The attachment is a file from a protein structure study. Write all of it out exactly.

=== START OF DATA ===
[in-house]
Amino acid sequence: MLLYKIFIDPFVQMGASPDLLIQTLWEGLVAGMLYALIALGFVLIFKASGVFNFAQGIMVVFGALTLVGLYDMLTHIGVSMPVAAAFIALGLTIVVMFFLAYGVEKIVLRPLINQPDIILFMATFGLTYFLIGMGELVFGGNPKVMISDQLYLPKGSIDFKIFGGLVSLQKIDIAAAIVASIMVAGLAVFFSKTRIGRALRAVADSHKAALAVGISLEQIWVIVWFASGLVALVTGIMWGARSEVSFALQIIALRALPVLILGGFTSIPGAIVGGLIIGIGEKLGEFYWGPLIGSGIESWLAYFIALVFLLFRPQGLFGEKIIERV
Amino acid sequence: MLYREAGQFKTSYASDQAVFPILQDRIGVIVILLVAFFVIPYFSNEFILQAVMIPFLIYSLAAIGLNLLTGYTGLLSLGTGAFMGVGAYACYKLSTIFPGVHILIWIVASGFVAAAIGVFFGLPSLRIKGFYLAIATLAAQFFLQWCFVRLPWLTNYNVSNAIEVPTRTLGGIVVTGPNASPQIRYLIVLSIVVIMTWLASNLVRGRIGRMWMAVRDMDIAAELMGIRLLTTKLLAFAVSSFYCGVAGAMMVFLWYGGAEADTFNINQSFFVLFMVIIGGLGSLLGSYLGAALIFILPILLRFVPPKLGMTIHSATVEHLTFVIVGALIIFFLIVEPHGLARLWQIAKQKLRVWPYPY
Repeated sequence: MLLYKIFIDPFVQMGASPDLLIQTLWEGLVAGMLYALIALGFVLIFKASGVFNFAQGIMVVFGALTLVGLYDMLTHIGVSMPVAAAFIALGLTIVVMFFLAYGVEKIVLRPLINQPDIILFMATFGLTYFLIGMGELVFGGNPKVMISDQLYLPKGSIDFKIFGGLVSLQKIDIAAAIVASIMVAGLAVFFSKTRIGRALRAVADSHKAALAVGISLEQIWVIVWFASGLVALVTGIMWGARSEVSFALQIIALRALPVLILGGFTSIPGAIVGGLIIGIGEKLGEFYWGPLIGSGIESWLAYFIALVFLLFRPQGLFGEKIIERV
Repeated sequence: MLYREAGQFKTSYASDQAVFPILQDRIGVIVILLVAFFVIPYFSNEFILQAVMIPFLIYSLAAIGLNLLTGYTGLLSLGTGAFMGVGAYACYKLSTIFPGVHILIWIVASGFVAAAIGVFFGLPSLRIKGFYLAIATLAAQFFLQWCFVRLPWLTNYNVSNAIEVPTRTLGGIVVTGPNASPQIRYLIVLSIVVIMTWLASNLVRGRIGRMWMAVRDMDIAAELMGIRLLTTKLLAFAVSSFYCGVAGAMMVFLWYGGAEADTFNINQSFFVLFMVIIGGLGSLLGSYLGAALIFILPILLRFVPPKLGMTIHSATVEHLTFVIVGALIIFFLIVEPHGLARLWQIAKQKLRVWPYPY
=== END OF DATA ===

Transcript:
[in-house]
Amino acid sequence: MLLYKIFIDPFVQMGASPDLLIQTLWEGLVAGMLYALIALGFVLIFKASGVFNFAQGIMVVFGALTLVGLYDMLTHIGVSMPVAAAFIALGLTIVVMFFLAYGVEKIVLRPLINQPDIILFMATFGLTYFLIGMGELVFGGNPKVMISDQLYLPKGSIDFKIFGGLVSLQKIDIAAAIVASIMVAGLAVFFSKTRIGRALRAVADSHKAALAVGISLEQIWVIVWFASGLVALVTGIMWGARSEVSFALQIIALRALPVLILGGFTSIPGAIVGGLIIGIGEKLGEFYWGPLIGSGIESWLAYFIALVFLLFRPQGLFGEKIIERV
Amino acid sequence: MLYREAGQFKTSYASDQAVFPILQDRIGVIVILLVAFFVIPYFSNEFILQAVMIPFLIYSLAAIGLNLLTGYTGLLSLGTGAFMGVGAYACYKLSTIFPGVHILIWIVASGFVAAAIGVFFGLPSLRIKGFYLAIATLAAQFFLQWCFVRLPWLTNYNVSNAIEVPTRTLGGIVVTGPNASPQIRYLIVLSIVVIMTWLASNLVRGRIGRMWMAVRDMDIAAELMGIRLLTTKLLAFAVSSFYCGVAGAMMVFLWYGGAEADTFNINQSFFVLFMVIIGGLGSLLGSYLGAALIFILPILLRFVPPKLGMTIHSATVEHLTFVIVGALIIFFLIVEPHGLARLWQIAKQKLRVWPYPY
Repeated sequence: MLLYKIFIDPFVQMGASPDLLIQTLWEGLVAGMLYALIALGFVLIFKASGVFNFAQGIMVVFGALTLVGLYDMLTHIGVSMPVAAAFIALGLTIVVMFFLAYGVEKIVLRPLINQPDIILFMATFGLTYFLIGMGELVFGGNPKVMISDQLYLPKGSIDFKIFGGLVSLQKIDIAAAIVASIMVAGLAVFFSKTRIGRALRAVADSHKAALAVGISLEQIWVIVWFASGLVALVTGIMWGARSEVSFALQIIALRALPVLILGGFTSIPGAIVGGLIIGIGEKLGEFYWGPLIGSGIESWLAYFIALVFLLFRPQGLFGEKIIERV
Repeated sequence: MLYREAGQFKTSYASDQAVFPILQDRIGVIVILLVAFFVIPYFSNEFILQAVMIPFLIYSLAAIGLNLLTGYTGLLSLGTGAFMGVGAYACYKLSTIFPGVHILIWIVASGFVAAAIGVFFGLPSLRIKGFYLAIATLAAQFFLQWCFVRLPWLTNYNVSNAIEVPTRTLGGIVVTGPNASPQIRYLIVLSIVVIMTWLASNLVRGRIGRMWMAVRDMDIAAELMGIRLLTTKLLAFAVSSFYCGVAGAMMVFLWYGGAEADTFNINQSFFVLFMVIIGGLGSLLGSYLGAALIFILPILLRFVPPKLGMTIHSATVEHLTFVIVGALIIFFLIVEPHGLARLWQIAKQKLRVWPYPY